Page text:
Why You Need a Lawyer When You Buy or Sell a House
Buying a home is a significant legal and financial matter, especially if it is your first time. It involves real property law and often raises special legal issues compared to other transaction types. A real estate lawyer has the education and expertise to help you throughout the homebuying process. Depending on the state, the law may require that an attorney be involved at closing.
What Does a Real Estate Attorney Do?
Real estate attorneys are legal professionals focused on real estate law. Before working with an attorney, check with your state's bar association to confirm their license. These attorneys provide legal advice on many real estate matters, including buying a home.
They can review or draft your real estate contract and represent you in a closing. They are often well-connected in the local real estate housing community and can help you find:
- Title companies
- Home inspection companies
- Mortgage lenders
- Escrow agents
Real estate attorneys are often compensated by an hourly rate or with a flat fee. Given the importance of a real estate lawyer to the homebuying process, buyers and homeowners should include attorney fees in the closing costs.
Buying a Home
Buying a home starts well before the parties enter a home sales contract. The buyer and the seller each have a real estate agent representing their interests. A buyer's agent represents the buyer and helps them find a home. The seller's agent represents the seller and helps them find a buyer for the home. The seller's agent can help the seller set a sales price and list the home for sale.
Making an Offer
Once the buyer finds a home, they will make an offer on the house. If the seller accepts the offer, the parties enter into a formal written contract, including determining any down payment, for the sale of the new home. This is the purchase agreement. The homebuying process then follows these steps:
- The parties open escrow and contemplate a closing date for the transaction.
- The buyer obtains a commitment for financing from a bank (unless the buyer is making a straight cash purchase).
- A title company conducts a title search to ensure there is no cloud on the title.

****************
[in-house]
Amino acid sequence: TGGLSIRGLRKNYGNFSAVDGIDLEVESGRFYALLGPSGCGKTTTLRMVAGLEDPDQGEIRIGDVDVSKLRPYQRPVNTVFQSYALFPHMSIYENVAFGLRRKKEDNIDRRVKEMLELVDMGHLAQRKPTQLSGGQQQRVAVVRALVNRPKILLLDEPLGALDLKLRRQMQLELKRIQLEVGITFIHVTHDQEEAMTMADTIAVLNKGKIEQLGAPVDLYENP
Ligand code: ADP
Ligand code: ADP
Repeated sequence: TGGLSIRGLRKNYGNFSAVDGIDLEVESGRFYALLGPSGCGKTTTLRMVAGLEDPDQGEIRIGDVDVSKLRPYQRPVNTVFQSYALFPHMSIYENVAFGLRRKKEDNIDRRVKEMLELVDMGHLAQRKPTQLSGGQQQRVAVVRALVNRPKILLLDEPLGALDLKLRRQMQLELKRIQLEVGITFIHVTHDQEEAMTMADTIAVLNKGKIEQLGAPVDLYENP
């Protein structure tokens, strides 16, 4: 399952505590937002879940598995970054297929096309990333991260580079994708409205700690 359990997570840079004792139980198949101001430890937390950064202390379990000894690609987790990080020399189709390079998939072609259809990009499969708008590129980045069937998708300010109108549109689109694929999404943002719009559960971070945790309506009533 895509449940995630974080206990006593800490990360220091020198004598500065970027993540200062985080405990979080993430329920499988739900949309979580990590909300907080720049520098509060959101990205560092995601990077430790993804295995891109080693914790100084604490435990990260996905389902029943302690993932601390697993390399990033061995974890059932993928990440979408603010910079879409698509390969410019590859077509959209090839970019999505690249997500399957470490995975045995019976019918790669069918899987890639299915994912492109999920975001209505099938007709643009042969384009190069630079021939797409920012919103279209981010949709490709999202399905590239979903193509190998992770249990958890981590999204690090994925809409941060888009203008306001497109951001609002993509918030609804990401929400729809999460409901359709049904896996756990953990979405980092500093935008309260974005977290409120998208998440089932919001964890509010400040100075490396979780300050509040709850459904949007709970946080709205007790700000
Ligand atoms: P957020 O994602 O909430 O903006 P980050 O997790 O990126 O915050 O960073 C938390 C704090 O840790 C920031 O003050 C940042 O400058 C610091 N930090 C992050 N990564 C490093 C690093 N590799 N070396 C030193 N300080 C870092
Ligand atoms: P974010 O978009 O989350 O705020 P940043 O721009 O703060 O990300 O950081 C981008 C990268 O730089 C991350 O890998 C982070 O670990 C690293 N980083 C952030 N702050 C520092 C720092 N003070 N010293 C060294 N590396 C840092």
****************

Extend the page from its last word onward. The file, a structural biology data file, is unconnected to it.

- Finally, the property transfers from the seller to the buyer, and the seller receives the purchase price bargained for in the contract.
The purchase contract is the most important legal document in the transaction. Although standard forms are helpful, a lawyer can explain them and revise them to reflect the homebuyer's and the seller's desires.
The next step is to confirm ownership of the house. A title company will complete the title search and produce a title report. An attorney can review the title report and give an opinion on the title. They can explain any legal restrictions that may undermine your ability to sell the home, including easements, liens, and zoning ordinances.
Many homebuyers purchase title insurance to protect them against a faulty title report.
The Closing Process
The closing is an essential aspect of the home purchase transaction. At the closing, the title passes from the seller to the buyer, who pays the purchase price balance. Through a mortgage loan, monies pass from the lender to the seller. An attorney can help the buyer or seller understand the closing documents, including closing costs.
At the appropriate time, the escrow agent will initiate the transfer of monies. The buyer will have a new home when the closing concludes, and the seller gets the purchase price.
Real estate transactions are complex and often the biggest purchase of your life. Real estate attorneys offer peace of mind throughout the process. Speak with an experienced local real estate attorney today.
You Don’t Have To Solve This on Your Own – Get a Lawyer’s Help
Meeting with a lawyer can help you understand your options and how to best protect your rights. Visit our attorney directory to find a lawyer near you who can help.